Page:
‘My heart goes out to them’—Trustee Remembers Katrina, Reflects on Harvey

Vicki Hildner
A Colorado Academy trustee and parent of two CA alumni, Dickson Griswold has watched the ripple effect of Hurricane Harvey—evacuees living in shelters with nothing but the clothes on their backs, homes flooded beyond recognition, deaths of people fleeing the rising waters—with a perspective forged by painful personal experience.
“My heart goes out to them,” Griswold says. “It brings back bad memories, because I know what they are going through.”
And yet, Griswold firmly believes that terrible events can produce new opportunities, and that conviction is firmly rooted in his experiences at Colorado Academy.
On a sunny morning during the last week of August 2005, Griswold, his wife Gentry, and their two sons, 6-year-old Harris and 10-year-old Jack, decided to dodge an incoming storm by leaving New Orleans for a few days. They packed for what they thought would be a three-day stay in Alabama, bringing with them a weekend bag, family albums, a few special heirlooms, some insurance documentation, and their dog.
They never returned to live in their New Orleans home again.
Hurricane Katrina hit New Orleans with a ferocity no one seemed to have expected. In an era before smartphones and social media, the Griswolds heard about the fate of their house, which was very near the campus of Tulane University, from family. It had major damage to the roof. There was no power, no air conditioning, no heating system, and the basement was flooded, mucky, and moldy.
Griswold summed it up simply. “It was a mess,” he says. “Beyond that, it was terrible to know that your hometown has been destroyed.”
For Harris and Jack, who were not quite old enough to see the entire scope of the disaster, their biggest concern was for their friends and stuffed animals left behind.
The family began a cross-country odyssey, driving first to Memphis, then to Tulsa. Along the way, their Louisiana license plates gave them away as Katrina refugees and drew random acts of kindness. For the Griswolds, needing help from others was unfamiliar territory. “After contributing to the Red Cross and the Salvation Army, you never think that you are going to be the guy who needs to be bailed out,” Griswold says. “I couldn’t even use my bank card because there was no bank. It was truly humbling.”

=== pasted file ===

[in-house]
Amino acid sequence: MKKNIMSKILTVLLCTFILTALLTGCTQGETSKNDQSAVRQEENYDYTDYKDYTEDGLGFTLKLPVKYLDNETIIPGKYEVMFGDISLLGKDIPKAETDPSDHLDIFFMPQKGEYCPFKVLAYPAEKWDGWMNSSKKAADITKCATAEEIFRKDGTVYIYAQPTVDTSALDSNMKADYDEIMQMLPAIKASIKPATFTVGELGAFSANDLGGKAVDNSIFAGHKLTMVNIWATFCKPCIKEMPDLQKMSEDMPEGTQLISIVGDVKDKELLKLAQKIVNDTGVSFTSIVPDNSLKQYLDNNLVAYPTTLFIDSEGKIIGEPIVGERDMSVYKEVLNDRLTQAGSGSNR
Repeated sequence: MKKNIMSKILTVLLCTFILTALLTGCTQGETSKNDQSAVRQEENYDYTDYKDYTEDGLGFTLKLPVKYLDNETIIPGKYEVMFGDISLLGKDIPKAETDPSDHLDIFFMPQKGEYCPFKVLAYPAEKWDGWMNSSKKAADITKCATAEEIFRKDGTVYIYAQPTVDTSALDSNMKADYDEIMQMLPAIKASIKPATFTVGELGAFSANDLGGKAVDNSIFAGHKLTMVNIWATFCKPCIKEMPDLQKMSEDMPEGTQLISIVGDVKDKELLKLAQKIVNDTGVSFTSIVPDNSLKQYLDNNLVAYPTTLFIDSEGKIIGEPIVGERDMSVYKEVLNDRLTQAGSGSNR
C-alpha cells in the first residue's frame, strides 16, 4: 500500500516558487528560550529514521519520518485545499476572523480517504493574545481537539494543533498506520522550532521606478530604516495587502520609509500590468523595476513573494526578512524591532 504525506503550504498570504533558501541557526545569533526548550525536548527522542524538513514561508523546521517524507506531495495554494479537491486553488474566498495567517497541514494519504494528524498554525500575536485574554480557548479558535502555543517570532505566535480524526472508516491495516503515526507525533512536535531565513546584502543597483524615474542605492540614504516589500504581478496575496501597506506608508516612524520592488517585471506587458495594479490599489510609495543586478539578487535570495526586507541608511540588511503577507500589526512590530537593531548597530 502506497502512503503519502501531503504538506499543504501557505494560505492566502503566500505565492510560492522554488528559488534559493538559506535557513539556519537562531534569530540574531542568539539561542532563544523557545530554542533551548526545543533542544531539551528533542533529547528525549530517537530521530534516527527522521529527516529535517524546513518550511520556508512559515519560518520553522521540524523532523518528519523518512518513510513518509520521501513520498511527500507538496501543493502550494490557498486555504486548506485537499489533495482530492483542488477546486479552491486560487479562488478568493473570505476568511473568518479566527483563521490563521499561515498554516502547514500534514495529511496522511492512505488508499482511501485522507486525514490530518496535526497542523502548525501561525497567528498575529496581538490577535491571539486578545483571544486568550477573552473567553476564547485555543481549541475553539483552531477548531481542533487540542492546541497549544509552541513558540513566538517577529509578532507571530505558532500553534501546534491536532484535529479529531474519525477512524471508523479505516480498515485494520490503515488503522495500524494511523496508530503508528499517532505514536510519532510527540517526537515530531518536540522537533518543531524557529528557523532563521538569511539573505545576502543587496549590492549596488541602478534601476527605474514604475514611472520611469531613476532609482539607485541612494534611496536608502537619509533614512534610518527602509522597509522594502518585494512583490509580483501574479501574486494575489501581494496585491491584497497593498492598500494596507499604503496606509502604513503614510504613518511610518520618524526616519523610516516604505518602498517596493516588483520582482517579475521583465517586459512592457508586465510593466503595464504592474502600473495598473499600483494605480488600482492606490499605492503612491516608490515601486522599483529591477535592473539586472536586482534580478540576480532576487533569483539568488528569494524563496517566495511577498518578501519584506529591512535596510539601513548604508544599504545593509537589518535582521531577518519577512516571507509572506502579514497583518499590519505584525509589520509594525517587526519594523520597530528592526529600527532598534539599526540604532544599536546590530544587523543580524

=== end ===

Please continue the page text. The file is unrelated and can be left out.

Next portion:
With a family connection in Denver, the family headed west. In the middle of Kansas, they drove through a ferocious hailstorm. Griswold remembered thinking, “Okay, first I had a flooding insurance claim, then a homeowner’s insurance claim, and now I will have a car claim.”
At that point, the family thought it was possible their house had been burned or looted in the days following the hurricane.
The hailstorm passed, and after a long pause, Gentry Griswold quietly said, “Well, you know, I never really liked our wedding china anyway.”
“Right then, I knew we were going to be okay,” Griswold says. “What’s important was in that car. The boys were fine, the dog was fine, the family was fine.”
Through their family, the Griswolds found Colorado Academy. Griswold remembers visiting the CA Admission Office in a raggedy T-shirt and shorts, “so embarrassed.” Then came the questions. Did he have the children’s medical records? No, they were underwater in a New Orleans hospital. How about the children’s academic records? Gentry had a quick answer for that question. “I don’t even have my own hairbrush,” she said.
CA accepted Harris and Jack, and the CA community welcomed them with open arms and with an outpouring of clothing, food, and gifts. But the greatest gift for the two boys was normalcy.
“Mom and Dad didn’t know which way was up,” Griswold says. “But at CA we could drop our kids off, know they were safe and welcome, learning on this idyllic and beautiful campus, and immediately making new friends.”
To this day, Griswold says, some of the boys’ best friends are the first people they met at CA. And Dickson Griswold will tell you that the family decided to make Colorado their new permanent home in large part due to the educational opportunities and community kindness they experienced at CA. Both boys have now graduated from CA, but Griswold remains involved in the school as a trustee.
Twelve years after he drove out of New Orleans, Griswold willingly shares his perspective on life’s challenges. “We live a privileged life in Colorado and at CA,” Griswold says. “For the people of Houston, this disaster will test their resolve. But from that test they will find new resilience, empathy and self-reliance. The rain will stop, the waters will recede, and attitude will get you where you need to go.”
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